ChiTrib editor: Say, maybe it’s time for Obama to withdraw from 2012
posted at 2:00 pm on September 18, 2011 by Ed Morrissey
It’s one thing for John Fund, Allahpundit, or me to speculate on whether Barack Obama will bother running for a second term. It’s another when one of the editors of a home-town newspaper tells a President to pull out. Stephen Chapman of the Chicago Tribune’s editorial board writes in today’s paper that it’s time for the battered champ to hang ’em up:
I checked the Constitution, and he is under no compulsion to run for re-election. He can scrap the campaign, bag the fundraising calls and never watch another Republican debate as long as he’s willing to vacate the premises by Jan. 20, 2013.
That might be the sensible thing to do. It’s hard for a president to win a second term when unemployment is painfully high. If the economy were in full rebound mode, Obama might win anyway. But it isn’t, and it may fall into a second recession — in which case voters will decide his middle name is Hoover, not Hussein. Why not leave of his own volition instead of waiting to get the ax?
It’s not as though there is much enticement to stick around. Presidents who win re-election have generally found, wrote John Fortier and Norman Ornstein in their 2007 book, “Second-Term Blues,” that “their second terms did not measure up to their first.”
Well, there’s a scary thought.
So what would happen if Obama voluntarily stepped aside? Chapman has the same thought that occurred to me last month:
The ideal candidate would be a figure of stature and ability who can’t be blamed for the economy. That person should not be a member of Congress, since it has an even lower approval rating than the president’s.
It would also help to be conspicuously associated with prosperity. Given Obama’s reputation for being too quick to compromise, a reputation for toughness would be an asset.
As it happens, there is someone at hand who fits this description: Hillary Clinton. Her husband presided over a boom, she’s been busy deposing dictators instead of destroying jobs, and she’s never been accused of being a pushover.
This presumes that Obama would go gently into that single-term good night, the first President who declined to run for another term since LBJ. If he did, it still wouldn’t solve all of the Democrats’ problems. The “deposing dictators” is a cute line, but she was part of the decision process that ended up refusing to submit the Libyan adventure for Congressional approval. And the dictator hasn’t entirely disappeared yet, either, and we’re still not sure what will end up taking his place.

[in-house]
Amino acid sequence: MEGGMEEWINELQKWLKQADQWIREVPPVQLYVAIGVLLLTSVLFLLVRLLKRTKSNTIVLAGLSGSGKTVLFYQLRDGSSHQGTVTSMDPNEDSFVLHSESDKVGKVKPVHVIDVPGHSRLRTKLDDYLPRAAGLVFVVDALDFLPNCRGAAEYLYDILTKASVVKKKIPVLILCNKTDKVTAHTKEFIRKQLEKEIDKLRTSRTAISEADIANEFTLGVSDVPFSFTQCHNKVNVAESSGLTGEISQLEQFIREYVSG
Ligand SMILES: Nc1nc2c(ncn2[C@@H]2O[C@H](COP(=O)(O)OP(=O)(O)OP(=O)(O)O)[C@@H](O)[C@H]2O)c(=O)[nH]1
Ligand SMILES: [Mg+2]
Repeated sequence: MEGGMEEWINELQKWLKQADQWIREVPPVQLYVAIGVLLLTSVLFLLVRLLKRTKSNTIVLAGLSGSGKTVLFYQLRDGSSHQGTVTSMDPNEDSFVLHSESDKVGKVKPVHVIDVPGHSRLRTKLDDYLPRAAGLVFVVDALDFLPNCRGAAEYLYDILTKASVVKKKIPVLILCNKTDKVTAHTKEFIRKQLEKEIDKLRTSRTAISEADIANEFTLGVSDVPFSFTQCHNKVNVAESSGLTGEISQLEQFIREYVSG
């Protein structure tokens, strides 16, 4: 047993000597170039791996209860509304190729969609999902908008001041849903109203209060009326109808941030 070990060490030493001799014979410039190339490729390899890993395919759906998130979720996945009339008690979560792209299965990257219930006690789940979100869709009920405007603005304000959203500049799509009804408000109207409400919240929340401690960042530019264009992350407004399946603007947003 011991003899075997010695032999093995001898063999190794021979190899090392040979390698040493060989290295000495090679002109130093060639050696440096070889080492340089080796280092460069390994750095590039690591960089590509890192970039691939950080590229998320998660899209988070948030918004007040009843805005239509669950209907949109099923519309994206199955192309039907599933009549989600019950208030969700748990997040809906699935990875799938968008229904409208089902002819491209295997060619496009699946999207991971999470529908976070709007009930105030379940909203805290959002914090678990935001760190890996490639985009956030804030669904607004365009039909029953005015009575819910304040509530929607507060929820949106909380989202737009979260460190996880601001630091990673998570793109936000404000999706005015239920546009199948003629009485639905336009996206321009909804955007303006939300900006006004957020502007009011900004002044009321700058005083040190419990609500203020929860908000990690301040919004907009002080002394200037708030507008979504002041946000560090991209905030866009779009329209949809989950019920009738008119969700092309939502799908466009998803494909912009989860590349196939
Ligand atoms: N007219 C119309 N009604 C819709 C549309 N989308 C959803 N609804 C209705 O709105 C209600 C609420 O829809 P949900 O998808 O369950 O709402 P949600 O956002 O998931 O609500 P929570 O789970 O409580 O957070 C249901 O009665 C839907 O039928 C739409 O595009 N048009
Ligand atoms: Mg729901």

Even if Obama appeared to retire on his own a la LBJ, there would be a significant number of Democrats who would believe he’d been pushed — and pushed out by the Clintons and their clique. It’s no secret that Obama wanted to keep the Clintons at as much arms-length as he possibly could. He has not included Bill Clinton very often in official efforts even though Obama could clearly benefit from Clinton’s skills, and on the one memorable occasion where Obama called on the former President, Clinton ended up taking over the stage. Hillary would appeal to the voters Obama is losing — suburban families in the Rust Belt and Midwest — but a palace coup in the Democratic Party could split the hard-Left progressives and would certainly poison the relationship between the Democratic Party and black voters.
And if Obama won’t go on his own, then there is no play for Hillary. If she tried running a last-minute primary challenge now, all of the above comes into play — and she doesn’t have the time to build an organization that can compete with Obama’s in the field now. (Neither does anyone else, either.) After all, Hillary had the Clinton machine ready to deliver her to her 2008 coronation when Obama out-organized and out-boxed her, usurping her spot at the top of the ticket, and as an incumbent only has more resources on which to call this time around.
I’ve said repeatedly that I think a withdrawal by Obama is a low-probability event at best, and I still believe it to be a long shot. However, when the home-town papers are starting to make the call for retirement, it’s maybe not quite as much of a long shot as before.
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